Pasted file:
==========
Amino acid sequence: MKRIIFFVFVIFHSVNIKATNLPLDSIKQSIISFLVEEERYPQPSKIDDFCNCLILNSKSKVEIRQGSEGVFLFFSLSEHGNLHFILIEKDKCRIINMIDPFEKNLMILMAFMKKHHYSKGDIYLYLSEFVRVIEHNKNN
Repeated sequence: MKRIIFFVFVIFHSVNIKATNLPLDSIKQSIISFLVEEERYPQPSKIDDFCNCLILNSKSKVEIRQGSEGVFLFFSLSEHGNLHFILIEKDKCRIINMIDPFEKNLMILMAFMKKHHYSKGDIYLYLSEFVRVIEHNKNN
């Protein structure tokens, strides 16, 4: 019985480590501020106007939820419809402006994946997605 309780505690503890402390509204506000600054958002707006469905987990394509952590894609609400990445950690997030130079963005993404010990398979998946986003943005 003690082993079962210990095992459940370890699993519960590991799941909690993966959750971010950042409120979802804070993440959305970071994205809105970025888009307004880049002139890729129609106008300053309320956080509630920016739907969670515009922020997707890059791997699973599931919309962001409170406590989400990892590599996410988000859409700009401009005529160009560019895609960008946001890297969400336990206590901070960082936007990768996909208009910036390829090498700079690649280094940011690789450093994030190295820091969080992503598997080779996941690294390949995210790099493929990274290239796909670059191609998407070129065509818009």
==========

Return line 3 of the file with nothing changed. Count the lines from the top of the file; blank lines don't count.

């Protein structure tokens, strides 16, 4: 019985480590501020106007939820419809402006994946997605 309780505690503890402390509204506000600054958002707006469905987990394509952590894609609400990445950690997030130079963005993404010990398979998946986003943005 003690082993079962210990095992459940370890699993519960590991799941909690993966959750971010950042409120979802804070993440959305970071994205809105970025888009307004880049002139890729129609106008300053309320956080509630920016739907969670515009922020997707890059791997699973599931919309962001409170406590989400990892590599996410988000859409700009401009005529160009560019895609960008946001890297969400336990206590901070960082936007990768996909208009910036390829090498700079690649280094940011690789450093994030190295820091969080992503598997080779996941690294390949995210790099493929990274290239796909670059191609998407070129065509818009």